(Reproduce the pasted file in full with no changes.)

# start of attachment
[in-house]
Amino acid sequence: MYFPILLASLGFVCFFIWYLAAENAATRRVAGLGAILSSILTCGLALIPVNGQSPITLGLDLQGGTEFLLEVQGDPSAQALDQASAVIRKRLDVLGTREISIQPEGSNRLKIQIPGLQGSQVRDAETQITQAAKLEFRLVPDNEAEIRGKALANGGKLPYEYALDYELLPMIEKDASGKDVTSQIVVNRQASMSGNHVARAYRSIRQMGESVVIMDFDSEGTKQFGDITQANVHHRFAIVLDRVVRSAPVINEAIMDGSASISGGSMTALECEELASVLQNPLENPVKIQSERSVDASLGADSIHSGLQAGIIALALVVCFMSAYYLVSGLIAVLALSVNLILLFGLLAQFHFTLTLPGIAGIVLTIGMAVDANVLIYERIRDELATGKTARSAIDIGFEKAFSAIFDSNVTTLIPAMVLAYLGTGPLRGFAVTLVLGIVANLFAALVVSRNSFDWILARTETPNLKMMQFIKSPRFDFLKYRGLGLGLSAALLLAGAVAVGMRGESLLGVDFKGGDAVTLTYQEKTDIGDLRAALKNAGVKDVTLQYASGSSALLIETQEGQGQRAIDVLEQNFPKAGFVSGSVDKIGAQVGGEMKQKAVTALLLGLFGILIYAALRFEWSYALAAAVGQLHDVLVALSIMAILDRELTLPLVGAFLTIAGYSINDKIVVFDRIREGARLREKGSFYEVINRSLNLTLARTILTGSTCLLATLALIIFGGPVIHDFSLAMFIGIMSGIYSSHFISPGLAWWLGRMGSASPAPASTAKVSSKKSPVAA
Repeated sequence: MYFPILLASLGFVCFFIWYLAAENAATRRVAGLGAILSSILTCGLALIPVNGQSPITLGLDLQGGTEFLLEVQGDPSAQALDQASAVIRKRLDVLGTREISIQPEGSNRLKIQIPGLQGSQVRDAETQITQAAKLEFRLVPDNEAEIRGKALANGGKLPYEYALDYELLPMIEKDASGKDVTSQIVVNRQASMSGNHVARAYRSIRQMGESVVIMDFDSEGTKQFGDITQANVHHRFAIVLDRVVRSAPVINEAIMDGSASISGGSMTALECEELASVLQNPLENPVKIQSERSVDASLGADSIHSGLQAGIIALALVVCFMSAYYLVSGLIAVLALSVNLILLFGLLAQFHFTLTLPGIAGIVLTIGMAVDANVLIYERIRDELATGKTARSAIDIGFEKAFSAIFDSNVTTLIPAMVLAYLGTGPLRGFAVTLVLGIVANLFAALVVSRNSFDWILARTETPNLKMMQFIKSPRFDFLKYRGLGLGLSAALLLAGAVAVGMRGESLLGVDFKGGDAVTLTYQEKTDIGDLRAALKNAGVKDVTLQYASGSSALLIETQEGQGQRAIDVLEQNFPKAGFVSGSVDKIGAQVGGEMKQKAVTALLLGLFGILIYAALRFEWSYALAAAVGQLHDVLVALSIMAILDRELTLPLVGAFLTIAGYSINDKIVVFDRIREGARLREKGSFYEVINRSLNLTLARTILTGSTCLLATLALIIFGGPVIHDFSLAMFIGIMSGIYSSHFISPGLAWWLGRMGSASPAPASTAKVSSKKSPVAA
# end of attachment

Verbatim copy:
[in-house]
Amino acid sequence: MYFPILLASLGFVCFFIWYLAAENAATRRVAGLGAILSSILTCGLALIPVNGQSPITLGLDLQGGTEFLLEVQGDPSAQALDQASAVIRKRLDVLGTREISIQPEGSNRLKIQIPGLQGSQVRDAETQITQAAKLEFRLVPDNEAEIRGKALANGGKLPYEYALDYELLPMIEKDASGKDVTSQIVVNRQASMSGNHVARAYRSIRQMGESVVIMDFDSEGTKQFGDITQANVHHRFAIVLDRVVRSAPVINEAIMDGSASISGGSMTALECEELASVLQNPLENPVKIQSERSVDASLGADSIHSGLQAGIIALALVVCFMSAYYLVSGLIAVLALSVNLILLFGLLAQFHFTLTLPGIAGIVLTIGMAVDANVLIYERIRDELATGKTARSAIDIGFEKAFSAIFDSNVTTLIPAMVLAYLGTGPLRGFAVTLVLGIVANLFAALVVSRNSFDWILARTETPNLKMMQFIKSPRFDFLKYRGLGLGLSAALLLAGAVAVGMRGESLLGVDFKGGDAVTLTYQEKTDIGDLRAALKNAGVKDVTLQYASGSSALLIETQEGQGQRAIDVLEQNFPKAGFVSGSVDKIGAQVGGEMKQKAVTALLLGLFGILIYAALRFEWSYALAAAVGQLHDVLVALSIMAILDRELTLPLVGAFLTIAGYSINDKIVVFDRIREGARLREKGSFYEVINRSLNLTLARTILTGSTCLLATLALIIFGGPVIHDFSLAMFIGIMSGIYSSHFISPGLAWWLGRMGSASPAPASTAKVSSKKSPVAA
Repeated sequence: MYFPILLASLGFVCFFIWYLAAENAATRRVAGLGAILSSILTCGLALIPVNGQSPITLGLDLQGGTEFLLEVQGDPSAQALDQASAVIRKRLDVLGTREISIQPEGSNRLKIQIPGLQGSQVRDAETQITQAAKLEFRLVPDNEAEIRGKALANGGKLPYEYALDYELLPMIEKDASGKDVTSQIVVNRQASMSGNHVARAYRSIRQMGESVVIMDFDSEGTKQFGDITQANVHHRFAIVLDRVVRSAPVINEAIMDGSASISGGSMTALECEELASVLQNPLENPVKIQSERSVDASLGADSIHSGLQAGIIALALVVCFMSAYYLVSGLIAVLALSVNLILLFGLLAQFHFTLTLPGIAGIVLTIGMAVDANVLIYERIRDELATGKTARSAIDIGFEKAFSAIFDSNVTTLIPAMVLAYLGTGPLRGFAVTLVLGIVANLFAALVVSRNSFDWILARTETPNLKMMQFIKSPRFDFLKYRGLGLGLSAALLLAGAVAVGMRGESLLGVDFKGGDAVTLTYQEKTDIGDLRAALKNAGVKDVTLQYASGSSALLIETQEGQGQRAIDVLEQNFPKAGFVSGSVDKIGAQVGGEMKQKAVTALLLGLFGILIYAALRFEWSYALAAAVGQLHDVLVALSIMAILDRELTLPLVGAFLTIAGYSINDKIVVFDRIREGARLREKGSFYEVINRSLNLTLARTILTGSTCLLATLALIIFGGPVIHDFSLAMFIGIMSGIYSSHFISPGLAWWLGRMGSASPAPASTAKVSSKKSPVAA